Production is scheduled to begin on Nov. 16 -- the same day that Warner Bros. opens "Harry Potter and the Sorcerer's Stone" in 4,000 theaters across the United States. The main players from "Sorcerer's Stone" will return for the sequel.


Rapper-actress Queen Latifah will join Catherine Zeta-Jones, Richard Gere and Renée Zellweger in the cast of "Chicago," the upcoming movie version of the Bob Fosse Broadway musical.

Latifah will play Mama Morton.

Her next appearance in U.S. theaters will be in "The Country Bears," scheduled for release next year. Her résumé includes the features "The Bone Collector" (1999), "Living Out Loud" (1998) and "Sphere" (1998). She is also the host of a TV talk show, "The Queen Latifah Show." She starred in the Fox-TV series, "Living Single," from 1993-98.


NBC-TV has decided to run "Jennifer Lopez In Concert" -- the first concert special by the multi-platinum singer and Golden Globe-nominated actress -- during the 8-9 p.m. hour on Nov. 20, moving the show to an earlier time slot after originally scheduling it for 10 p.m.

Lopez' first full-scale live concert appearance was taped last month at Roberto Clemente Stadium in San Juan, Puerto Rico.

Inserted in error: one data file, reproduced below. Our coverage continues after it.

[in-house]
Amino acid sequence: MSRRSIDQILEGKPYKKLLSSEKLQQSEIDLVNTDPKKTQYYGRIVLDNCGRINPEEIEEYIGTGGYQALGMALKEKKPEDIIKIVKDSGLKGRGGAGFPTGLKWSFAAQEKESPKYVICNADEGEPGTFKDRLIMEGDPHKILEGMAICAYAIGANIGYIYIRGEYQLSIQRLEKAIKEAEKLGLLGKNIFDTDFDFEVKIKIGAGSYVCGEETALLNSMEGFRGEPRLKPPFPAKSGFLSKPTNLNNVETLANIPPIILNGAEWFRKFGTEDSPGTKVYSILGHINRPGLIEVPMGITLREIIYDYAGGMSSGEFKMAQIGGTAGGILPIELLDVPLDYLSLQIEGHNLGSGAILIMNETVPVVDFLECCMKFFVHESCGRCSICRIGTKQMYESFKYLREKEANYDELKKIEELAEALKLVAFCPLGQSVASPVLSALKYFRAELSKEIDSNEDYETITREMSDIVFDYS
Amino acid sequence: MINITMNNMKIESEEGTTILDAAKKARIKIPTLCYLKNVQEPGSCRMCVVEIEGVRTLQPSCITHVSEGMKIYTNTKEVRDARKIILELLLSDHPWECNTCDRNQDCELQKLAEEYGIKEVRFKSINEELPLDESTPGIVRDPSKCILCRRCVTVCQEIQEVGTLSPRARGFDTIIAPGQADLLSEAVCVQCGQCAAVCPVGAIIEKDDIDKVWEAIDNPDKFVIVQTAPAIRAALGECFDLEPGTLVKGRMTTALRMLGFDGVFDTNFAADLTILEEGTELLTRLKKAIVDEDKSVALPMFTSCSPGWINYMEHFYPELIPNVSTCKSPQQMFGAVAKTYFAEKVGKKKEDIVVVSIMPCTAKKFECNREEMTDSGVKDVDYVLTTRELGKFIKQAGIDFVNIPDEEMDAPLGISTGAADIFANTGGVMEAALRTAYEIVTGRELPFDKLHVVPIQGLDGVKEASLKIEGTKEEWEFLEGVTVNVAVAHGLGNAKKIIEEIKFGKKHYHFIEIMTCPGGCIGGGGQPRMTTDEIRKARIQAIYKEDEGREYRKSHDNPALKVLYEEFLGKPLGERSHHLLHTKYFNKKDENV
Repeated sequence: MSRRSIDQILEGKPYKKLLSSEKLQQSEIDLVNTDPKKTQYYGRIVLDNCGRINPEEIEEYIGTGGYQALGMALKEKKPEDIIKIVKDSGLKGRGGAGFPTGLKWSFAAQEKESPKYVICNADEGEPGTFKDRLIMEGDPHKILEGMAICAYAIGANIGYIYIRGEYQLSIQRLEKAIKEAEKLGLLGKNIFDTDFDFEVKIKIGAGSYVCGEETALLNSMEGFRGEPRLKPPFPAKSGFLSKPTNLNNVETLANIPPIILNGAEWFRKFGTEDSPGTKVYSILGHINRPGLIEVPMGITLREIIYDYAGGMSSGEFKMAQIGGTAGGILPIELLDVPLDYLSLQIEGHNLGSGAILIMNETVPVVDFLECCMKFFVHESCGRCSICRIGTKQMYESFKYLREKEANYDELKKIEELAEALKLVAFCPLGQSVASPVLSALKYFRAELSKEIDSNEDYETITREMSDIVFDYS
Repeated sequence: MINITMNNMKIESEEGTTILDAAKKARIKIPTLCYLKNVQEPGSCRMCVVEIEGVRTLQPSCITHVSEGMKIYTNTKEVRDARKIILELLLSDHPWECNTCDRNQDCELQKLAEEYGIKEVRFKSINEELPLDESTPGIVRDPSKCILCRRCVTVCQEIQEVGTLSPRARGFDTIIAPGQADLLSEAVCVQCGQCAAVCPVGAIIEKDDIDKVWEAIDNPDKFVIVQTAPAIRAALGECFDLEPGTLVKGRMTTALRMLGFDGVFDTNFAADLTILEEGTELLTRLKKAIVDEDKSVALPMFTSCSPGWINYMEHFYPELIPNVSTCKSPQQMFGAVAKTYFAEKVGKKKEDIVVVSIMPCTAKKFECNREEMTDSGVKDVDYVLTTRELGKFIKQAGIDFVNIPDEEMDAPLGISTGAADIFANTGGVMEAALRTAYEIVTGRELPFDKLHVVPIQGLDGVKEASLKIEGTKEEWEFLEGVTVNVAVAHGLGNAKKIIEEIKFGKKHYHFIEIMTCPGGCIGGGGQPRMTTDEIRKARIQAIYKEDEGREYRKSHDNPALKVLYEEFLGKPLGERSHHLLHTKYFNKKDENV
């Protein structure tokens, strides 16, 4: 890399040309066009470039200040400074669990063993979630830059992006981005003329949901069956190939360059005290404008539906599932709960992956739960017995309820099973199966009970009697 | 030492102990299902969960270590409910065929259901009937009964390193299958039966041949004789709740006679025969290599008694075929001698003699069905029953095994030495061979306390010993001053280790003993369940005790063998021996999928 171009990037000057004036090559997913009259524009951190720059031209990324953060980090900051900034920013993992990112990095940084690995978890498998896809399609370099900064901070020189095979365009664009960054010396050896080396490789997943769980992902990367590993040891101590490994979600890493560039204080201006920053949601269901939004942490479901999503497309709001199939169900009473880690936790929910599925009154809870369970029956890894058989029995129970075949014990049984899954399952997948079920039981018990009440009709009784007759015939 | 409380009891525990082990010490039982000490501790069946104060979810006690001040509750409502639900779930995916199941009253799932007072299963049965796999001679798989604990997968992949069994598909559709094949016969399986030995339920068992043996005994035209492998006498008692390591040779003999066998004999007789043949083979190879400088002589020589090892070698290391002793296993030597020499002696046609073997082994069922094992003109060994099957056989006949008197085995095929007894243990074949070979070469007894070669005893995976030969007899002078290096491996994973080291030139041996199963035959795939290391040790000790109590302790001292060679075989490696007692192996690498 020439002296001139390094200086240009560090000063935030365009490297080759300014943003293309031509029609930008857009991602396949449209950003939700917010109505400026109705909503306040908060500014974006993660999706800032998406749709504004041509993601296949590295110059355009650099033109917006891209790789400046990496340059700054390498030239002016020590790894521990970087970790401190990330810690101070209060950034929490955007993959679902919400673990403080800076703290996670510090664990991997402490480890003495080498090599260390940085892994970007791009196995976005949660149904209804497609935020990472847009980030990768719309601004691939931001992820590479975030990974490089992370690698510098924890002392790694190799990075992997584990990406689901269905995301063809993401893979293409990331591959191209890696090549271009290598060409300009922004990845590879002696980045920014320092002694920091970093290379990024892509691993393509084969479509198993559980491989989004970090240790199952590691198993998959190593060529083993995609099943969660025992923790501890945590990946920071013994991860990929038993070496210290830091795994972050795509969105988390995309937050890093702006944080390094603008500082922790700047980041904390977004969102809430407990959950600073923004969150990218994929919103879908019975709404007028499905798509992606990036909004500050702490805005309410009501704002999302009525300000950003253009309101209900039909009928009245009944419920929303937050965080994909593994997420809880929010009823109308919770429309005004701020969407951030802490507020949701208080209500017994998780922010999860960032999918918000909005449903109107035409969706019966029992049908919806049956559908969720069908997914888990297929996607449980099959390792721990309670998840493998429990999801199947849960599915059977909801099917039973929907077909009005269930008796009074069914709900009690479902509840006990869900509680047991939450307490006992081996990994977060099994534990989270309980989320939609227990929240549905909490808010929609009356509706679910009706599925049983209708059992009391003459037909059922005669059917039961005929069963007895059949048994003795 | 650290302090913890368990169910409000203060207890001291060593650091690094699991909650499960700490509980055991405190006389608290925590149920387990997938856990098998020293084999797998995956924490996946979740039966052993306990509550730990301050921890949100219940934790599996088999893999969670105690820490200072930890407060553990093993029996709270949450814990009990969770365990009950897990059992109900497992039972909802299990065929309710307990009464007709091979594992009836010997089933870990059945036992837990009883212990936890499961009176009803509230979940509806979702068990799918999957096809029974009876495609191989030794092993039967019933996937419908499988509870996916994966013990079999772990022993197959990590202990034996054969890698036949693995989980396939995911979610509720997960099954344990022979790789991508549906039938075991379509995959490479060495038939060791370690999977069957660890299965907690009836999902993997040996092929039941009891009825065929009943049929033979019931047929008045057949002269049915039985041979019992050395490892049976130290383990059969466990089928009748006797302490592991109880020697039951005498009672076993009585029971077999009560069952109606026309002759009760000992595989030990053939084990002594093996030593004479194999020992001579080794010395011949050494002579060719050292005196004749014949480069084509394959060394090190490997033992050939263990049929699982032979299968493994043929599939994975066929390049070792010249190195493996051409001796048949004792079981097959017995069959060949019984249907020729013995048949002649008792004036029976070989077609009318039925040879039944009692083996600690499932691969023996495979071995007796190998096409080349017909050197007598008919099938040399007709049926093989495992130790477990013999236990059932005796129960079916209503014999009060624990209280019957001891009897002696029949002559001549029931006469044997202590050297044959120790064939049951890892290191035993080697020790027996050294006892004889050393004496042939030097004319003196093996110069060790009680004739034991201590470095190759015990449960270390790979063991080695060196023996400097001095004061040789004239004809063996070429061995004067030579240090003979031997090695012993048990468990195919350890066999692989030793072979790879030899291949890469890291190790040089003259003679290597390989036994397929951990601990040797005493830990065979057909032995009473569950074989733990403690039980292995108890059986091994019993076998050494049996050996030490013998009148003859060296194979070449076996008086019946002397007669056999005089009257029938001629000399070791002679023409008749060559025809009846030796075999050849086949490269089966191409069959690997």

Veteran movie animal trainer Joe Camp is still looking for another dog to play "Benji," now that a top contender for the gig has died.

The 6-month-old pup -- who had been named "Phoenix Benji" and became a media favorite after being discovered at a Mesa, Ariz. shelter last month -- was put to sleep Sunday. The animal had come down with distemper and suffered severe seizures, according to a report in The Arizona Republic.

"He got hit, and he got hit hard," said Julia Hutton, a spokeswoman for Camp. "There was nothing that could be done."

Camp discovered the dog during a recent tour of animal shelters. Hutton had been caring for the dog at her Phoenix home until Camp could narrow the list of contenders.

Camp is still accepting photographs of Benji look-alikes -- but only from shelters, not from private owners.

Related UPI Stories
Trending Stories